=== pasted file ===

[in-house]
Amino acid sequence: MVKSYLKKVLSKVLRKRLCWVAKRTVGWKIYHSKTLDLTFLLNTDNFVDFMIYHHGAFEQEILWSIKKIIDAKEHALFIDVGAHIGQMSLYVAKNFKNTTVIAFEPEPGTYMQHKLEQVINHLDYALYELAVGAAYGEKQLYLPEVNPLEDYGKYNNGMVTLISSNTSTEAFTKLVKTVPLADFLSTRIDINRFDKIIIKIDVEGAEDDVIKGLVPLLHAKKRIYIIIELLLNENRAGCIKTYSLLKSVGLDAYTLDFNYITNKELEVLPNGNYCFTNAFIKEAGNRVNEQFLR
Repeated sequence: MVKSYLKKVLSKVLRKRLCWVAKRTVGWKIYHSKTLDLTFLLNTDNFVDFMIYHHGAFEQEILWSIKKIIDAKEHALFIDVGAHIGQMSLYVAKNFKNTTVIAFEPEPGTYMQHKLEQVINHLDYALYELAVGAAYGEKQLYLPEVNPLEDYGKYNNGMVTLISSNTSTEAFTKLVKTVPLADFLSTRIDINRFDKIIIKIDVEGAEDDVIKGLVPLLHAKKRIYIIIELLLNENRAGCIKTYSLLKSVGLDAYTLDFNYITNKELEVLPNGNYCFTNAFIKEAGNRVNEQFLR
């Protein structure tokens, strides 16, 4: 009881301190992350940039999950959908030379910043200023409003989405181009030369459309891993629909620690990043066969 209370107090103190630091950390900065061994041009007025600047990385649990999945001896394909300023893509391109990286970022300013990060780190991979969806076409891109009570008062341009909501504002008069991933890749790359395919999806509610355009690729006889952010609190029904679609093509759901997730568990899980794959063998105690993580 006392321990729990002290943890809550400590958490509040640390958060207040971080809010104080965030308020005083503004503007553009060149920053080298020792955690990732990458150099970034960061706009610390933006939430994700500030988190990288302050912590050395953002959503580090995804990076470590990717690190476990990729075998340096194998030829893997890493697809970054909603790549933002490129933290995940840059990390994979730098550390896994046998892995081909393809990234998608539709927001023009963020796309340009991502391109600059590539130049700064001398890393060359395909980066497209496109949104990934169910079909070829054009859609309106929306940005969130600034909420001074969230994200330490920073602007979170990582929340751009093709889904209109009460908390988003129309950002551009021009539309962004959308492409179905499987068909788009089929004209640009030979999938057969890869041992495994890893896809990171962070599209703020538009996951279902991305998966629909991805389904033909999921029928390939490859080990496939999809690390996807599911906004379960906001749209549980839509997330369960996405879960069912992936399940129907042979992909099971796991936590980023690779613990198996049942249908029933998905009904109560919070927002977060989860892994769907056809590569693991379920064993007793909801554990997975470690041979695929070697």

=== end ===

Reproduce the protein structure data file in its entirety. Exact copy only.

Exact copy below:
[in-house]
Amino acid sequence: MVKSYLKKVLSKVLRKRLCWVAKRTVGWKIYHSKTLDLTFLLNTDNFVDFMIYHHGAFEQEILWSIKKIIDAKEHALFIDVGAHIGQMSLYVAKNFKNTTVIAFEPEPGTYMQHKLEQVINHLDYALYELAVGAAYGEKQLYLPEVNPLEDYGKYNNGMVTLISSNTSTEAFTKLVKTVPLADFLSTRIDINRFDKIIIKIDVEGAEDDVIKGLVPLLHAKKRIYIIIELLLNENRAGCIKTYSLLKSVGLDAYTLDFNYITNKELEVLPNGNYCFTNAFIKEAGNRVNEQFLR
Repeated sequence: MVKSYLKKVLSKVLRKRLCWVAKRTVGWKIYHSKTLDLTFLLNTDNFVDFMIYHHGAFEQEILWSIKKIIDAKEHALFIDVGAHIGQMSLYVAKNFKNTTVIAFEPEPGTYMQHKLEQVINHLDYALYELAVGAAYGEKQLYLPEVNPLEDYGKYNNGMVTLISSNTSTEAFTKLVKTVPLADFLSTRIDINRFDKIIIKIDVEGAEDDVIKGLVPLLHAKKRIYIIIELLLNENRAGCIKTYSLLKSVGLDAYTLDFNYITNKELEVLPNGNYCFTNAFIKEAGNRVNEQFLR
């Protein structure tokens, strides 16, 4: 009881301190992350940039999950959908030379910043200023409003989405181009030369459309891993629909620690990043066969 209370107090103190630091950390900065061994041009007025600047990385649990999945001896394909300023893509391109990286970022300013990060780190991979969806076409891109009570008062341009909501504002008069991933890749790359395919999806509610355009690729006889952010609190029904679609093509759901997730568990899980794959063998105690993580 006392321990729990002290943890809550400590958490509040640390958060207040971080809010104080965030308020005083503004503007553009060149920053080298020792955690990732990458150099970034960061706009610390933006939430994700500030988190990288302050912590050395953002959503580090995804990076470590990717690190476990990729075998340096194998030829893997890493697809970054909603790549933002490129933290995940840059990390994979730098550390896994046998892995081909393809990234998608539709927001023009963020796309340009991502391109600059590539130049700064001398890393060359395909980066497209496109949104990934169910079909070829054009859609309106929306940005969130600034909420001074969230994200330490920073602007979170990582929340751009093709889904209109009460908390988003129309950002551009021009539309962004959308492409179905499987068909788009089929004209640009030979999938057969890869041992495994890893896809990171962070599209703020538009996951279902991305998966629909991805389904033909999921029928390939490859080990496939999809690390996807599911906004379960906001749209549980839509997330369960996405879960069912992936399940129907042979992909099971796991936590980023690779613990198996049942249908029933998905009904109560919070927002977060989860892994769907056809590569693991379920064993007793909801554990997975470690041979695929070697």